It is a minister from Nigeria, his home country. He adjusts his collar, puts the call on video, and smiles. “Good afternoon,” he says, “I am doing very, very well. Today has been the best day so far.”
I’m not so sure he is doing as well as he says. His voice betrays his exhaustion. He explains that since Russia invaded Ukraine on February 24, he has been scrambling to find food, shelter, and transportation for the thousands of African international students fleeing the war. But he has finally secured a centralized place where he can bring people to sleep. This is a huge victory.
Every day he has been driving to the border along Ukraine, in Polish towns like Przemsyl, Medyka, Lubyca Krolewska, and Korczowa. He began by simply approaching any Black person he saw and asking if they needed help. Sometimes the language barrier was difficult. Some Black refugees from Ukraine only speak French or Portuguese, but he said has always found ways to communicate.
As the chairman of Nigerians in Diaspora here in Poland, Omoshoto felt he had to jump into action. He started receiving calls from frightened African students on the first day of the Russian invasion, asking him where they could go to get to safety. At first, he wasn’t quite sure how to help. He was as bewildered as they were about this war. But he shared his phone number with activists, who shared it to Twitter to get the widest reach for students frantically trying to connect with someone who can help.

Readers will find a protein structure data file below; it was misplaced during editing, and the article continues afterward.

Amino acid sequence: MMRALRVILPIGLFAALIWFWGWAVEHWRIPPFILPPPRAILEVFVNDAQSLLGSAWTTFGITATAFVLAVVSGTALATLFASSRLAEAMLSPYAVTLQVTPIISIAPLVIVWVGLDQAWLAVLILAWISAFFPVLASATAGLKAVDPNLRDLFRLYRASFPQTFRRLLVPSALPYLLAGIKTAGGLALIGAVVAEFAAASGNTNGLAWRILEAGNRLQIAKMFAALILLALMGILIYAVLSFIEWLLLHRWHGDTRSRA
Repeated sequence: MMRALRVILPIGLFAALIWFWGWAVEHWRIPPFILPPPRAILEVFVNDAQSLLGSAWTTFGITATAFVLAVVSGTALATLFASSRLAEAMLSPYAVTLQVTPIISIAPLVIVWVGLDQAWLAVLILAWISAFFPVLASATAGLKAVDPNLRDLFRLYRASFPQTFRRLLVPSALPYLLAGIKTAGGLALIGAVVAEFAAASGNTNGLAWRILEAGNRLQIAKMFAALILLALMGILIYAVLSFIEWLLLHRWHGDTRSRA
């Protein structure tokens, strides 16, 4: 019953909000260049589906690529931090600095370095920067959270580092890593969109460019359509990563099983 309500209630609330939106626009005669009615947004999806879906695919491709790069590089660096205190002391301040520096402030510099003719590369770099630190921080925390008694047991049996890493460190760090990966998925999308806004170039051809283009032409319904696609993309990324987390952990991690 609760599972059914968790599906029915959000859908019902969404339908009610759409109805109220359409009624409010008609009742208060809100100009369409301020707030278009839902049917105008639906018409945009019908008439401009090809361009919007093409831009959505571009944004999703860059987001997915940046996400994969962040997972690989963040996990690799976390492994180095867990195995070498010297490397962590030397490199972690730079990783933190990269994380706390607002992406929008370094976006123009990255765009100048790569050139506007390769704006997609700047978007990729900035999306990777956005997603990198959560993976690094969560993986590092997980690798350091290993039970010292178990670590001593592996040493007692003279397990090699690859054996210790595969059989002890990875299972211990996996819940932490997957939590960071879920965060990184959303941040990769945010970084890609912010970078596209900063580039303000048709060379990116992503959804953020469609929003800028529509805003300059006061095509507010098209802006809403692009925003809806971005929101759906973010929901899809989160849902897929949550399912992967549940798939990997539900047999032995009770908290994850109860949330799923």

Of the nearly 2 million people who have fled so far, nearly two-thirds have gone directly to Poland. A large population of Ukrainians already exists in Poland, many having fled the war in Ukraine’s east in 2014. Since 2015, Poland has issued nearly a million work visas to Ukrainians. Many Ukrainians are now seeking to rejoin family or friends in Poland or elsewhere in Europe. But international students, many of whom came to Ukraine just weeks before the war began, have no network outside of the country.